MARTINSVILLE, Va. — For a driver below the cut line at the start of the Round of 8 in the Monster Energy NASCAR Cup Series Playoffs, taking the green flag at the back of the field doesn’t portend well for the prospects of advancing to the Championship 4.
That’s the problem Chase Elliott will have to overcome, starting with Sunday’s First Data 500 at Martinsville Speedway (3 p.m. ET on NBCSN, MRN and SiriusXM NASCAR Radio). The silver lining is that Elliott has already been in that position in the Playoffs this year.
Five laps into Saturday’s opening practice at Martinsville, the engine in Elliott’s No. 9 Hendrick Motorsports Chevrolet exploded, turning the car into a fireball. The chassis was salvageable, but because of the necessary engine change, Elliott will start from the rear in Sunday’s race.
Coincidentally, Elliott also blew an engine eight laps into the opening Round of 12 race at Dover and finished 38th, but with a second-place run last Sunday at Kansas, he overcame a 20-point deficit entering the elimination event and squeaked past Brad Keselowski into the next round of the Playoffs.
Now Elliott will have to make another comeback. He comes to Martinsville sixth in the standings, six points behind fourth-place Joey Logano.
Elliott doesn’t think the causes of the two engines failures are related.
“I don’t think they’re related, based on what happened,” Elliott said on Saturday at the .526-mile short track. “I don’t think they are related — I don’t know if that’s good or bad. But anytime you have two engine problems in four weeks, that’s not good, for sure. I do know that we’ll do a diligent job of trying to figure out what the problem was and hope that we can find the problem.
“Sometimes with engine failures or with parts failures, in general, when you break something, the worst thing that can happen is you don’t know why or what broke. So we just need to make sure we do a good job of trying to figure out what caused the failure, if we can find it. And I think if we can do that. I think we can correct it.”
The engine issue at Martinsville has crystallized Elliott’s approach to Sunday’s race. Given the difficulty he’ll face in trying to accumulate stage points from the rear of the field, his focus is on trying to be up front at the end of the event.
“I think, just to keep things simple for us, we need to try to win,” Elliott said. “And if you’re not in a position to win, just get as many points as possible. I think that keeps things simple for you. I’m going to be trying to be as far forward as I can be at each particular moment and try to make the smartest decisions that I can throughout the day to get us there.
“Obviously, stage points are important, but I’m going to try to get as far forward as I can and get the most points possible at any given point in time. Yeah, starting in the back will be unfortunate for that first stage, but there’s nothing I can do about it now.”
Joey Logano and his No. 22 Team Penske team are putting the old band back together.
And why not considering how well it worked in last year’s Monster Energy NASCAR Cup Series championship run.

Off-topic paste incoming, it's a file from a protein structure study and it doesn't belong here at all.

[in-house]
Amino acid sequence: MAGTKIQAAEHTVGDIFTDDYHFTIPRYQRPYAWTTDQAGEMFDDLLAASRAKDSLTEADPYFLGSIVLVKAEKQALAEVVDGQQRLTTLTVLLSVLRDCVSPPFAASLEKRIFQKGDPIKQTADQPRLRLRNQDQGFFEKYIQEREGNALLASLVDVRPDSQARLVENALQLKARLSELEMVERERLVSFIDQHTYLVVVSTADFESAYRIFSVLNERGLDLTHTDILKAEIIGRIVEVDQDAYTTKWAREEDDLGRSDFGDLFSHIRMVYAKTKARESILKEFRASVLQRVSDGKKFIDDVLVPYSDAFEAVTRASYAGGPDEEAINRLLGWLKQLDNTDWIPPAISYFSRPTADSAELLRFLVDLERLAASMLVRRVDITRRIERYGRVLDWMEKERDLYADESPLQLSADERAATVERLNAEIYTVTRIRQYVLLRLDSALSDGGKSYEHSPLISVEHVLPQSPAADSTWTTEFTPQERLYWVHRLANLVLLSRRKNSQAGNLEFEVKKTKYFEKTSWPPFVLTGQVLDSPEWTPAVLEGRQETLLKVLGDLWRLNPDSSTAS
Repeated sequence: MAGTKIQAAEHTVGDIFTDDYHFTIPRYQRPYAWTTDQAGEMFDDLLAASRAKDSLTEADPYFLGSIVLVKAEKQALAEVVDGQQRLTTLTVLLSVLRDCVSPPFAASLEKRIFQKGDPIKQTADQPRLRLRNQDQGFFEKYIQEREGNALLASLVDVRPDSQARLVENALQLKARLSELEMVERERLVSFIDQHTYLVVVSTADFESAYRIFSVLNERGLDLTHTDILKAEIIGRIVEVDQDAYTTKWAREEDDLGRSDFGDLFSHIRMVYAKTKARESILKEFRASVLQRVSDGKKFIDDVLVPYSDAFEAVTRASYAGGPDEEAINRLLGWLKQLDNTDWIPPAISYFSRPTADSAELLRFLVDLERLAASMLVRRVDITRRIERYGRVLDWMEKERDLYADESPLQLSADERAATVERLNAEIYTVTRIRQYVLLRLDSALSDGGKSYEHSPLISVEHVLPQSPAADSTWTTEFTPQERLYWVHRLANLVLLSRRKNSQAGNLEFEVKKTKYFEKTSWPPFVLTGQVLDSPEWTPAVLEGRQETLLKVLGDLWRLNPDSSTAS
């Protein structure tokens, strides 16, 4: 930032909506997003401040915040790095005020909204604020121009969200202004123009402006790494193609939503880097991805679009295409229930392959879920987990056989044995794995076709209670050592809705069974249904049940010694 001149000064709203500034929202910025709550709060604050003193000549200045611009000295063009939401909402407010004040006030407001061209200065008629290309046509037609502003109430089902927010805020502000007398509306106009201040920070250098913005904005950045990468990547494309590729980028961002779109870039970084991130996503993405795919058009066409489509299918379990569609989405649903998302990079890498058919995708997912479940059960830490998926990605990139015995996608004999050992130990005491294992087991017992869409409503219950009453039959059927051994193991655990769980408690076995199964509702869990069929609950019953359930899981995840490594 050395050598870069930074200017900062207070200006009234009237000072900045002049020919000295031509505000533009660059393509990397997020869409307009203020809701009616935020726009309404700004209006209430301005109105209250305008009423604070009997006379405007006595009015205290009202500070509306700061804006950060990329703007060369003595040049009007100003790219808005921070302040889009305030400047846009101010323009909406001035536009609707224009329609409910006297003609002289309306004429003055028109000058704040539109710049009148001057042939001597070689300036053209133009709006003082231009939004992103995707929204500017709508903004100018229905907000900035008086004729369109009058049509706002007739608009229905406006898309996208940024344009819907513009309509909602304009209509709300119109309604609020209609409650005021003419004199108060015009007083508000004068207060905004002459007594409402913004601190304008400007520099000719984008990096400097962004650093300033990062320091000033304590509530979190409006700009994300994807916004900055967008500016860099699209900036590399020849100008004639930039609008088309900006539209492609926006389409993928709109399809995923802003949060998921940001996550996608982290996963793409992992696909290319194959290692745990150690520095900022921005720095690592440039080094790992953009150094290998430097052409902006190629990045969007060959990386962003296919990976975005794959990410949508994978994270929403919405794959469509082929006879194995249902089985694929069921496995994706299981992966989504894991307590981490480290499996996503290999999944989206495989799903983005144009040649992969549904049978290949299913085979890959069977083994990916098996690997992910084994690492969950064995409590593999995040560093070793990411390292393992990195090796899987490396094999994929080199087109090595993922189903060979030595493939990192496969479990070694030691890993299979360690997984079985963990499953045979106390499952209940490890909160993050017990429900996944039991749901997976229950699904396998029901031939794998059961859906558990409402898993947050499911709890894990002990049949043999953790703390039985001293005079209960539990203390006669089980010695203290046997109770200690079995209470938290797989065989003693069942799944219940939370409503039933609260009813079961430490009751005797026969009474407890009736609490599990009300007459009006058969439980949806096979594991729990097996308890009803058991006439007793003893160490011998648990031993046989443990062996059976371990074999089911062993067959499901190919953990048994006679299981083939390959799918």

In the fall race at Martinsville in 2018, jackman Graham Stoddard moved to Logano’s car to bolster the title run after teammates Brad Keselowski and Ryan Blaney had been eliminated from the Playoffs.
This year, Stoddard, who has been jacking Blaney’s No. 12 Ford, once again shifts to Logano’s team at Martinsville, along with tire carrier Wade Moore, also from Blaney’s over-the-wall crew.
With Blaney is still alive in the Playoffs, the adjustments went further. Blaney inherits Keselowski’s entire No. 2 crew, after Keselowski was eliminated from title contention last Sunday at Kansas.
That leaves three members of Blaney’s former crew and the two replaced members of Logano’s to service Keselowski’s car for the rest of the season.
Though Logano is fourth in the Playoff standings and a mere two points clear of Kevin Harvick in fifth, the reigning Cup champion seemed more excited than concerned by the personnel changes.
“No, it doesn’t concern me,” Logano said on Saturday after opening practice at Martinsville. “We had a rookie jackman this year (Nathan Ricketts) who has made a lot of good gains over this season, but I feel the opportunity to put basically the same team together that won the championship last year for the next few races I think was a smart play.
“We definitely needed some speed from the pit crew side of things, and putting the band back together from where it was last year when we won the championship makes sense, so I was on board with that.”
Team Penske’s NASCAR competition director Travis Geisler explained the rationale for the switches.
“We’re always constantly evaluating who has the hot hand at the moment, what groups are going to be the best where,” Geisler said. “When the 2 car didn’t advance to this round, we all kind of had to look at things and decide what was there that could potentially help some of the other groups.”
Before opening Monster Energy NASCAR Cup Series practice on Saturday, driver Matt Tifft was transported by ambulance to a local hospital with an undisclosed medical condition. NASCAR Gander Outdoors Truck Series championship contender Matt Crafton replaced him in the No. 36 Front Row Motorsports Ford and was 31st fastest in both practice sessions. Tifft was diagnosed with a brain tumor in 2016 and returned to racing after surgery to remove it.
Joey Logano topped the speed chart in opening Monster Energy NASCAR Cup Series practice on Saturday with a best lap at 96.657 mph. Joe Gibbs Racing teammates Martin Truex Jr. and Denny Hamlin were second and third fastest in the session. Brad Keselowski paced the field in Happy Hour with a lap at 96.283 mph, followed by Team Penske teammate Ryan Blaney and Kurt Busch.
—By Reid Spencer, NASCAR Wire Service. Special to Field Level Media